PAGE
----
In declaring this national holiday, President Lincoln called upon Americans to speak with one voice and one heart. That’s just what we have to do. We’ve just finished a long and bruising political campaign. Emotions are raw and tensions just don’t heal overnight; it doesn’t go quickly, unfortunately.

But we have before us the chance now to make history together. To bring real change to Washington, real safety to our cities and real prosperity to our communities, including our inner cities — so important to me and so important to our country.

But to succeed, we must enlist the effort of our entire nation. This historic political campaign is now over. But now begins a great national campaign to rebuild our country and to restore the full promise of America for all of our people.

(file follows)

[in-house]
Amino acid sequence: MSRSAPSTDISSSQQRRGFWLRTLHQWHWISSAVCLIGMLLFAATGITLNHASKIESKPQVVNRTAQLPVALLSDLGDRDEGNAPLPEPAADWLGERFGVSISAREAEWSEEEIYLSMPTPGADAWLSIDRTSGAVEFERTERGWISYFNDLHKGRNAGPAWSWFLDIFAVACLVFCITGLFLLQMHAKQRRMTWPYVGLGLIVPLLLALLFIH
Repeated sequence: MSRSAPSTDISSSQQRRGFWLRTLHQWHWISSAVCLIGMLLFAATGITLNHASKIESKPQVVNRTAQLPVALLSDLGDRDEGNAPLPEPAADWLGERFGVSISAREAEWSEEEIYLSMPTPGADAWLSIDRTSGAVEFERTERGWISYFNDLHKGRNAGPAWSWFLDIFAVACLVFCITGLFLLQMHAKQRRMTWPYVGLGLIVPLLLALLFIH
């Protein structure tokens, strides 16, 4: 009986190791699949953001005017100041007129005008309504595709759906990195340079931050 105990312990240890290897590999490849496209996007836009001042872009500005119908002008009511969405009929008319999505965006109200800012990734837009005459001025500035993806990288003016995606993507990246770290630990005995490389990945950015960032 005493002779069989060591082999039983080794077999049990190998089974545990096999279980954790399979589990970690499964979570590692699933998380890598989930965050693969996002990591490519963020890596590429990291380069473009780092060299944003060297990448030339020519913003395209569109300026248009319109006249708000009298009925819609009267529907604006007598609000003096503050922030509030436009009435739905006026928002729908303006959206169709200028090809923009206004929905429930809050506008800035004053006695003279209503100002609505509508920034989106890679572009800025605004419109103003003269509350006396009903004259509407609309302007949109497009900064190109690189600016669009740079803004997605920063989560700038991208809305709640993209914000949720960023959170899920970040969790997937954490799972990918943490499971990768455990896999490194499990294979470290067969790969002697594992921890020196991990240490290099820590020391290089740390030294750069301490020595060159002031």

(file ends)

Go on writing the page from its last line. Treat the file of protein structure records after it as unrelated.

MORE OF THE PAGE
I’m asking you to join me in this effort. It’s time to restore the bonds of trust between citizens because what America is unified, there is nothing beyond our reach, and I mean absolutely nothing.

Let us give thanks for all the we have and let as boldly face the exciting new frontiers that lie ahead. Thank you. God bless you and God bless America.

Happy Thanksgiving.

The First Thanksgiving

Posted in uncategorized with tags , , , , , , on November 21, 2012 by andelino

The First Thanksgiving: The Korrekt Version

Many, many years ago, long before “white men and women” had even begun to see the “errors” of their various “racist” ways, the Pilgrims came from Europe to occupy North America.

They were not very “FORWARD!” in their ways, and as typically happens to a so-called “civilization” when it’s based on “capitalism,” the Pilgrims began to starve.